A British spin-off science company has been given the green light from the United States Department of Agriculture (USDA) for its GM purple tomato after a long-running varietal project. And, now this could pave the way for GM to continue research into increasing the health benefits of whole foods. Its goal is to find ways of commercializing its research into foods with enhanced healthy compounds for consumers.

The USDA approved the sale of Norfolk Plant Sciences (NPS) nutrition-dense purple tomato seeds for spring 2023.


Source: QUT News – 02 September 2022

Professor Dale and the Banana Biotechnology Program from the QUT Centre for Agriculture and the Bioeconomy received the KCA Award for Best Industry Collaboration for work between Australia and Africa that will impact future health, food security and biosecurity.

The multi-million-dollar Golden Banana project, funded by the Bill & Melinda Gates Foundation, is now close to farmer release of a pro-vitamin A fortified banana that will deliver life-saving health benefits to millions of people in Africa.

The Tropical Race 4 (TR4) Program has developed a genetically modified Cavendish banana resistant to the devastating TR4 disease. Likely to be available for commercial production in 2024, the QCav-4 promises to protect the global Cavendish industry, worth up to US$25 billion annually.

GHANA - GM Cowpea Rollout

Source: Alliance for Science – 02 September 2022

The approval of genetically modified cowpea in Ghana is paving the way for agricultural advances and economic opportunities, researchers say. Ghana adopted its first biotech crop, the pod borer-resistant (PBR) cowpea, in June this year, making it the second country in the world to approve genetically modified cowpea for commercialization. It took researchers about nine years to achieve this feat.

Farmers, who are at the receiving end of the technology, have expressed excitement at the development and hope to have the PBR cowpea seeds in their hands soon. Fifty-six year old Emmanuel Attakorah, who farms a 10-acre cowpea field, expressed his joy at this development and asked that more education be given to sensitize them on best cultural practices to adopt in cultivating the product.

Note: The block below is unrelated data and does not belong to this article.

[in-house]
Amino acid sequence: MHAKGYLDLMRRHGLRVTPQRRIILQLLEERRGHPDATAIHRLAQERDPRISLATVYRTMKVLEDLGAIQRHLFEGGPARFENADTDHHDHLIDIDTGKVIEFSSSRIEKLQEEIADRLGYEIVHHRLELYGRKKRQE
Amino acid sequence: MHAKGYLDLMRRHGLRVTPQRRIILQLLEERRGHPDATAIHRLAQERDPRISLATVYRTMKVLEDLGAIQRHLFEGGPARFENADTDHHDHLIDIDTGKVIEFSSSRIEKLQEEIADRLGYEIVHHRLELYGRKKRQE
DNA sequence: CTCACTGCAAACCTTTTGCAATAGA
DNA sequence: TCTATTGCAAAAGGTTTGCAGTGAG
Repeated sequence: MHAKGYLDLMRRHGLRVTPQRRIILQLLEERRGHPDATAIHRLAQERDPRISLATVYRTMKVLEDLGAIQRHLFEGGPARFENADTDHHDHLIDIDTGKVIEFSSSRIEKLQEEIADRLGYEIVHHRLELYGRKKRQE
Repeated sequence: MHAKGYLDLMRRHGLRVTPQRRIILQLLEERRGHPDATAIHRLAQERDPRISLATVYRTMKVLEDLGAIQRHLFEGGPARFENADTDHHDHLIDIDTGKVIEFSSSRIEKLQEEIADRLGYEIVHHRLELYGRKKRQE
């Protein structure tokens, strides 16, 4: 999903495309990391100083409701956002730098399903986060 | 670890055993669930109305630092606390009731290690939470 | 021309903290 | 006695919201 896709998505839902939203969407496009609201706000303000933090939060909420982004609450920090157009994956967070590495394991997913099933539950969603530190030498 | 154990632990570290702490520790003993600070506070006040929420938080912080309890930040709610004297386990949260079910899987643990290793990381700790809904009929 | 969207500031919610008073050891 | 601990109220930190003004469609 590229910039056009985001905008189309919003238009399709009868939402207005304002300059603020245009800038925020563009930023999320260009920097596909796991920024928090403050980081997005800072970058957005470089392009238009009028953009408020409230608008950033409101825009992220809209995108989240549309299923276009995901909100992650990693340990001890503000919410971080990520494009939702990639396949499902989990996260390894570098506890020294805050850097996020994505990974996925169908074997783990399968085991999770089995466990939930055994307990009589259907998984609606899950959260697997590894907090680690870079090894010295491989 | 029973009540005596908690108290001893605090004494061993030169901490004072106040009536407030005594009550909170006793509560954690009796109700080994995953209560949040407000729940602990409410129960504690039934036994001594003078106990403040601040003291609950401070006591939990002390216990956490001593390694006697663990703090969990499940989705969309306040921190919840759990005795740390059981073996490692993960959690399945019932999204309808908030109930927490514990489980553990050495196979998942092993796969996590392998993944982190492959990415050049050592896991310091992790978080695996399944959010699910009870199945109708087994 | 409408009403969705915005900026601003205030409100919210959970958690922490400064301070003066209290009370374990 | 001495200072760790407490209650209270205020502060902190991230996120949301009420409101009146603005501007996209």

INT - CRISPR for Cassava Mosaic Virus

Source: Alliance for Science – 01 September 2022

Work has begun to possibly develop CRISPR cassava varieties that are resistant to the deadly cassava mosaic virus (CMD), after an international team of research scientists managed to identify a gene responsible for the resistance. The team, led by Wilhelm Gruissem, a professor of Plant Biotechnology at the Swiss Federal Institute of Technology in Zürich (ETH Zurich), finally pinned down the gene responsible for what is known as the cassava mosaic disease 2 (CMD2) resistance in some cassava cultivars. 

USA - Gene-editing cotton

Source: AgDaily, 29 August 2022

According to a news release, Texas A&M University’s novel cotton-gene editing project will focus on enhancing cotton plant resistance to insect pests — paving a way for plant protection. Using gene-editing technology, the researchers are working to remove a characteristic to make plants more resistant to pests, marking a giant leap in new methodologies designed to protect plants from insects and other threats. 

The goal is to essentially silence genes in cotton that produce monoterpenes, chemicals that produce an odor pest insects home in on. By removing odors that pests associate with a good place to feed and reproduce, scientists believe they can reduce infestations, which will in turn reduce pesticide use and improve profitability.


Source: ABC Radio National – 31 August 2022

A handful of food startups around the world are racing to develop and mass produce animal-free dairy – that is, synthetic milk identical to cow’s milk. Eden Brew CEO and co-founder Jim Fader says the company first batch of non animal dairy ice cream is a few months away, and its non animal dairy milk is about a year away from shelves. 


Source: Ecos, CSIRO – 23 August 2022

Nitrogen is key to producing the world’s crops – but it comes at a cost. New research from CSIRO is developing future crops that produce their own fertiliser. Cutting environmental impacts, without impacting global food security – this challenge is being tackled by Dr Craig Wood and his team at CSIRO using advanced synthetic biology and crop biotechnology to create new crops that that can fix their own nitrogen for growth.

“Some bacteria are able to make their own fertiliser, and this unique and natural pathway is giving us the template for engineering crops with the same capacities,” Dr Wood says. His team, including Drs Christina Gregg and Rob Allen, are using the genetic templates available in bacteria and re-engineering them to have stable expression in agricultural crops. 


Source: Crop Biotech Update (ISAAA)

The TaCOL-B5 gene in wheat plants can enhance yield by more than 10% and is an excellent candidate for getting the most out of one’s wheat crop, according to a report by the Oklahoma State University. The gene was discovered in wheat cultivar CLtr176 from Mexico. It was found to increase the number of spikelets on a wheat spike by more than three, as well as increase the number of fertile tillers per plant. The gene is also rare, as it can only be found in only about 2% of wheat species across the globe.